Allowable Bending Stress


Incorporate material strength St specific to gear
materials
St based on Brinell hardness of material
Environmental and application factors
KL = life factor
KT = temperature factor
KR = reliability factor

all

St K L

KT K R

Life Factor KL
(a specialized S-N curve)

BendingTemperature and Reliability


Factors
Strength data is based on 99%
reliability. Adjust up or down.
Temperatures up to 250 deg F
use KT = 1
Adjust for higher temperatures

460 TF
KT
620

AGMA Bending Fatigue Strengths


(uncorrected)

tooth
gear
condition &
loading geometry geometry
material
1/ 2
Wt Ca Cs CmC f
c CP

C
Fd
I
v

Contact Stress
Based on rolling
cylinder model
Added terms for size,
load distribution,
surface condition

C P elastic coefficient
Ca applicatio n factor
Cv velocity (dynamic)factor
Cs size factor
d pitch diameter
Cm load distribution factor
C f surfacecondition factor
I tooth geometry factor

Surface Geometry Factor I


I

cos

1
1

dp

p g
2

1 xp

rp cos 2
p rp
cos
pd
pd

g C sin p
pd diametrial pitch of pinion
rp pitch radius of pinion

pressureangle
p radius of curvaturefor pinion
g radius of curvaturefor gear
x p fraction addendum elongation
(0 for full depth teeth)

AGMA Elastic Coefficient


(also from basic material properties and (11.23))

Other Surface Stress Factors


Cf = 1 for standard manufacturing methods
Ca, Cm, Cv, Cs are equal to corresponding K
values from bending

Allowable Contact Stress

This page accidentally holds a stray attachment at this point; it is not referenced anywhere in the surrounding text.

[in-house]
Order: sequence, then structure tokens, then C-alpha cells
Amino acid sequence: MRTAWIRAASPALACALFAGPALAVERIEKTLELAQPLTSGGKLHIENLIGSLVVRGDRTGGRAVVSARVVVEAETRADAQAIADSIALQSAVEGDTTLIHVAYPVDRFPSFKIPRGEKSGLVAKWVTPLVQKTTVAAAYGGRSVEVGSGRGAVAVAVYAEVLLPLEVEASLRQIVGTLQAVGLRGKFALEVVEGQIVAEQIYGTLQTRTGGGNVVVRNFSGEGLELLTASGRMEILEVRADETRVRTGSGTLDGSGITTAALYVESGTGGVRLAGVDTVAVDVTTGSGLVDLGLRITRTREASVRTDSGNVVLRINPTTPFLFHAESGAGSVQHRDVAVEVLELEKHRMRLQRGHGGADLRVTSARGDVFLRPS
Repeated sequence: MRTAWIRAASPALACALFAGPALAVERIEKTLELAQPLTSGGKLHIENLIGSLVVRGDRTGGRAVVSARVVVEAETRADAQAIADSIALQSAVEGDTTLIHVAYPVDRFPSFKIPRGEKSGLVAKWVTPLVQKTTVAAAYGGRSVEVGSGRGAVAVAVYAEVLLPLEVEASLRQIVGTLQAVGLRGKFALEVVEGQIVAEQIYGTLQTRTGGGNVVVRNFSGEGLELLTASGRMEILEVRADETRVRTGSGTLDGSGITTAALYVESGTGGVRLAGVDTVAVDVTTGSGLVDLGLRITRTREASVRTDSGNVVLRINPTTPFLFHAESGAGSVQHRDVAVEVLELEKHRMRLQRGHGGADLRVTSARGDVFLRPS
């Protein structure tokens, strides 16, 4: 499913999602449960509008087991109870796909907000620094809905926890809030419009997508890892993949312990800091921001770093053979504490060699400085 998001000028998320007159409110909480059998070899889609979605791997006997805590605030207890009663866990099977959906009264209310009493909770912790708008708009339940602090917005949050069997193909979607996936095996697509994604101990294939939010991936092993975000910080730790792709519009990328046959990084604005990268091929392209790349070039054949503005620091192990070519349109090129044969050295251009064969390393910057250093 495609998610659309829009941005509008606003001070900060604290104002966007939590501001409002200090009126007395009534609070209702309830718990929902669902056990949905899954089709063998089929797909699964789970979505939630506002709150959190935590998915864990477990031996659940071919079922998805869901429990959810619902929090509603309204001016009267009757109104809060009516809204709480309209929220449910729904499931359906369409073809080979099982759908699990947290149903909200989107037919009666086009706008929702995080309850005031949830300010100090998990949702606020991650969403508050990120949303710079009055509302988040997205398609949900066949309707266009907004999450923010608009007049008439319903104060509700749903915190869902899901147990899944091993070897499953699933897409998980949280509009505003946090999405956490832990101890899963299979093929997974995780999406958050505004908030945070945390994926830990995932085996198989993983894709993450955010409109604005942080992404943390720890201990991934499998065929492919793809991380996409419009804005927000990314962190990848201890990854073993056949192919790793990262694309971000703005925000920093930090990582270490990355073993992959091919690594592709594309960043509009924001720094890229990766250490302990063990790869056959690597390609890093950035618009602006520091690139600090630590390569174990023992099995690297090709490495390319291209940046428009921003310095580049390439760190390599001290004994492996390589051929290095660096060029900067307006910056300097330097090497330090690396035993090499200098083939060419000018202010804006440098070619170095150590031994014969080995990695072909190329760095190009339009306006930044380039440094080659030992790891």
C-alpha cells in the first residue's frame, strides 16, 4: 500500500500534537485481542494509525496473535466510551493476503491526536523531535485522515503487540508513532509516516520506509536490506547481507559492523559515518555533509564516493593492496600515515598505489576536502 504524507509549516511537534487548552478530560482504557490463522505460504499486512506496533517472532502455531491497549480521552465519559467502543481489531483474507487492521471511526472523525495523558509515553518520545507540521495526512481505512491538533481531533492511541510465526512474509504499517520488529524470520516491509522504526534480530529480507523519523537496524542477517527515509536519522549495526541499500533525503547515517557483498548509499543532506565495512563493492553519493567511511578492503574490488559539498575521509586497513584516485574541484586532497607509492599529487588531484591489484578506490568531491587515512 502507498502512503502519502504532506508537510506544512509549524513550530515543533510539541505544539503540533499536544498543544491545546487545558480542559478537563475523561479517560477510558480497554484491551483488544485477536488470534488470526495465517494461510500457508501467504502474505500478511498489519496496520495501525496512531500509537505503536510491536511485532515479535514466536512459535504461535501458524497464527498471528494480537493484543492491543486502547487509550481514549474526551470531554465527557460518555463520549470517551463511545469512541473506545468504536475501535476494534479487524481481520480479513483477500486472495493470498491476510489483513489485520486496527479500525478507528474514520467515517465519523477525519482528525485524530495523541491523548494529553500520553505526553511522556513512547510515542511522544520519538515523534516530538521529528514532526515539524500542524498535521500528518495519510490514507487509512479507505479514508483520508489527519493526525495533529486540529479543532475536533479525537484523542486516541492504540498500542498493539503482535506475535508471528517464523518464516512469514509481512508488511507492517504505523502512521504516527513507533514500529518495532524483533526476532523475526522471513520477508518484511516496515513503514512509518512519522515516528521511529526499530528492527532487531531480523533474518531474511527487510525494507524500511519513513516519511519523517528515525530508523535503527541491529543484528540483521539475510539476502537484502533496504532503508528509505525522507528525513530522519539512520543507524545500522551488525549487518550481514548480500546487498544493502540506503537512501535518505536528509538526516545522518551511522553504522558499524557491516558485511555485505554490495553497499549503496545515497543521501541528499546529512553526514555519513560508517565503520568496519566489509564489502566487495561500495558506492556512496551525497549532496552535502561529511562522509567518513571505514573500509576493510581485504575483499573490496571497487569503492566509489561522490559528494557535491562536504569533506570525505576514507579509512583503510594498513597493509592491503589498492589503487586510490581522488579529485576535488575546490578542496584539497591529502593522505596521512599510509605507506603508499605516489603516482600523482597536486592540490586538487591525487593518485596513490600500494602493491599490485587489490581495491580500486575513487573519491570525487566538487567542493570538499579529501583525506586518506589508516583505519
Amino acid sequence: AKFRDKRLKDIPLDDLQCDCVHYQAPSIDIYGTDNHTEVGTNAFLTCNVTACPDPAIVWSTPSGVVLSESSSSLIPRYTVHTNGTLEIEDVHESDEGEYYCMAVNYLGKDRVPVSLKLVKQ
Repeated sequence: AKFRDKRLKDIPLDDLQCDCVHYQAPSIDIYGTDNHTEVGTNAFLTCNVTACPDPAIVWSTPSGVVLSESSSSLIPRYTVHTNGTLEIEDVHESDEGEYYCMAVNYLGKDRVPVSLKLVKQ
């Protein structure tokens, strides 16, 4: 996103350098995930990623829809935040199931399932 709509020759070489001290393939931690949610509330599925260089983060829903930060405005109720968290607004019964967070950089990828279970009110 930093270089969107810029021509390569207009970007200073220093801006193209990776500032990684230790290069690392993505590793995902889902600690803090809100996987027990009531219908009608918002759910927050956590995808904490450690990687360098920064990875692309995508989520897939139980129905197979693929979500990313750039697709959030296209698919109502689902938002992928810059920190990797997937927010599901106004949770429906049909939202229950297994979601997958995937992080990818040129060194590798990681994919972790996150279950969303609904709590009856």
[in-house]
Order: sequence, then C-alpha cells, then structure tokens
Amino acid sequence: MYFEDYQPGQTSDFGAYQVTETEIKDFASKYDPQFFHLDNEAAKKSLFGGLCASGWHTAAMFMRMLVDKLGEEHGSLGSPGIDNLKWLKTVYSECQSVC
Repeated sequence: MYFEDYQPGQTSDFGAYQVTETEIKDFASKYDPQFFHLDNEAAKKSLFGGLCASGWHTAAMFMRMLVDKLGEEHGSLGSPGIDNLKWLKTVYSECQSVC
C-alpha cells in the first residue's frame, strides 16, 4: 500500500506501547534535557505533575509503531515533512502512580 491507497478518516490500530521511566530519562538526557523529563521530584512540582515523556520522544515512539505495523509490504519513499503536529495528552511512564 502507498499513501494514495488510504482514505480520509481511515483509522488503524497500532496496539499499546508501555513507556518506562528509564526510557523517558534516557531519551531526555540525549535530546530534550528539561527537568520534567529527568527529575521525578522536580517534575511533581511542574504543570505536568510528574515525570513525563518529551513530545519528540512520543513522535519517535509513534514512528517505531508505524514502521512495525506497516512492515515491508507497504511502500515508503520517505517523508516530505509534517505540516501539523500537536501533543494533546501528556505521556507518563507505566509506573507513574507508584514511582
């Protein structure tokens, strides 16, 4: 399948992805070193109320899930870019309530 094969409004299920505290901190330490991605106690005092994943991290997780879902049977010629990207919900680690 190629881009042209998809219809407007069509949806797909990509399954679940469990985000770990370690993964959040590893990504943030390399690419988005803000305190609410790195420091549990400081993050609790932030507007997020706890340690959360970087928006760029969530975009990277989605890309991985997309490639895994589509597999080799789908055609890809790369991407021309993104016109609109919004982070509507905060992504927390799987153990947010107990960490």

(Norton calls Strength)
Material strength SC is the basis, specific to
gear materials
Sc based on Brinell hardness of material or
on tables in Norton
S ' fc CLCH
S fc
Adjust for conditions

CT CR

CL = life factor
CH = hardness-ratio factor (pinion rel to gear)
CT = temperature factor
CR = reliability factor

Surface Fatigue Strengths

Surface Fatigue Life Factor

Hardness Ratio Factor


Only applied to the gear material (not pinion)
Accounts for work hardening of the gear during
run-in
Depends on previous hardening (through hardened
vs surface hardened)
Pinion surface hardened
C H 1 B(450 HBg )

Both through hardened


C H 1 A(mG 1)
mG gear ratio
HB p
HBg

1.2 then A 0

1.2

HB p

HB p

1.7 then A 0.00698

HBg

HBg

1.7 then A 0.00898

HB p
HBg

B 0.00075e

0.0112 Rq

B 0.00075e

0.052 Rq

(U .S .)

( S .I .)

Rq rms surfaceroughnessin microinch


0.00829

HB p , HBg Brinnel hardness of pinion, gear

Helical Gears Brief Overview


The treatment of tooth stresses for helical
gears is very similar to spur gears
Bending and Surface stresses must be
analyzed
AGMA formulas are analagous
Tables also consider helix angle in range
of 10 to 30 degrees
For this class, be able to perform force
analysis but we will not cover tooth stresses

Forces, Helical
(Equations 12.3 in Norton)
n normal pressureangle
t circular pressureangle (for involute)
helix angle
cos

tan n
tan t

W total force
Wt W cos n

cos transmitted force

Wa W cos n

sin axial force

Wr W sin n radial force

Bevel Gears

Treat force analysis of intersecting, straight


tooth, bevel gears
Equations (12.8 in Norton)

Forces, Bevel Gears


(Shigley, Fig 13-34)
Assume forces
concentrated at average
radius
Net force surface
Decompose into
transmitted, radial and
axial forces

pressure angle
pitch cone half - angle
Wt T / rave ; W Wt tan
Wr Wt tan cos
Wa Wt tan sin

Bending Strength from Hardness


(Fig 14-2 Shigley)

Contact Strength from Hardness


(Fig 14-3 Shigley)

"I've had a wonderful time, but this wasn't it."


- Groucho Marx (1895-1977)